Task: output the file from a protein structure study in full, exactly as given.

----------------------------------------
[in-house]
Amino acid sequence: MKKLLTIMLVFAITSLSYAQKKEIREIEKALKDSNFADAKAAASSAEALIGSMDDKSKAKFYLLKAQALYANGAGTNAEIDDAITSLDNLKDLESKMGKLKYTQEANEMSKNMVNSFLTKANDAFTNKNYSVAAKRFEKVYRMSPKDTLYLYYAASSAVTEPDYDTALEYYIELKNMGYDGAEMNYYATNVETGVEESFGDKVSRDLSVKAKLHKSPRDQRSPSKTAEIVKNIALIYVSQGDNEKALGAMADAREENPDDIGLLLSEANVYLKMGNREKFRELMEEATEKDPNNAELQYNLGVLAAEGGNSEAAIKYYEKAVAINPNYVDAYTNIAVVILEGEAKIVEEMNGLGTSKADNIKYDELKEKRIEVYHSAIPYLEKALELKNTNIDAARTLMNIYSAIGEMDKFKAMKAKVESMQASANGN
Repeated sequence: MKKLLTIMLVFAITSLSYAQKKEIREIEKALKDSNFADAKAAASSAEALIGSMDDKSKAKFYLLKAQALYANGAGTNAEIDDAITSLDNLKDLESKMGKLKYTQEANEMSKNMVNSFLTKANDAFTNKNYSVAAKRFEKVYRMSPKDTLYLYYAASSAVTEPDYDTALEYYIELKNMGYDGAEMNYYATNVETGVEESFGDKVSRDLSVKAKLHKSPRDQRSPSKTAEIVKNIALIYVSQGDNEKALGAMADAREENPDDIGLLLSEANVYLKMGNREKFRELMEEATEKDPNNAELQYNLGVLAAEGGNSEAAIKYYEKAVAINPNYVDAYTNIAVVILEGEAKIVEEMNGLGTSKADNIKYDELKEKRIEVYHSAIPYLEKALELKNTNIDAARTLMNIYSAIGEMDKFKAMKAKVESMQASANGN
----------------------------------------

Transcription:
[in-house]
Amino acid sequence: MKKLLTIMLVFAITSLSYAQKKEIREIEKALKDSNFADAKAAASSAEALIGSMDDKSKAKFYLLKAQALYANGAGTNAEIDDAITSLDNLKDLESKMGKLKYTQEANEMSKNMVNSFLTKANDAFTNKNYSVAAKRFEKVYRMSPKDTLYLYYAASSAVTEPDYDTALEYYIELKNMGYDGAEMNYYATNVETGVEESFGDKVSRDLSVKAKLHKSPRDQRSPSKTAEIVKNIALIYVSQGDNEKALGAMADAREENPDDIGLLLSEANVYLKMGNREKFRELMEEATEKDPNNAELQYNLGVLAAEGGNSEAAIKYYEKAVAINPNYVDAYTNIAVVILEGEAKIVEEMNGLGTSKADNIKYDELKEKRIEVYHSAIPYLEKALELKNTNIDAARTLMNIYSAIGEMDKFKAMKAKVESMQASANGN
Repeated sequence: MKKLLTIMLVFAITSLSYAQKKEIREIEKALKDSNFADAKAAASSAEALIGSMDDKSKAKFYLLKAQALYANGAGTNAEIDDAITSLDNLKDLESKMGKLKYTQEANEMSKNMVNSFLTKANDAFTNKNYSVAAKRFEKVYRMSPKDTLYLYYAASSAVTEPDYDTALEYYIELKNMGYDGAEMNYYATNVETGVEESFGDKVSRDLSVKAKLHKSPRDQRSPSKTAEIVKNIALIYVSQGDNEKALGAMADAREENPDDIGLLLSEANVYLKMGNREKFRELMEEATEKDPNNAELQYNLGVLAAEGGNSEAAIKYYEKAVAINPNYVDAYTNIAVVILEGEAKIVEEMNGLGTSKADNIKYDELKEKRIEVYHSAIPYLEKALELKNTNIDAARTLMNIYSAIGEMDKFKAMKAKVESMQASANGN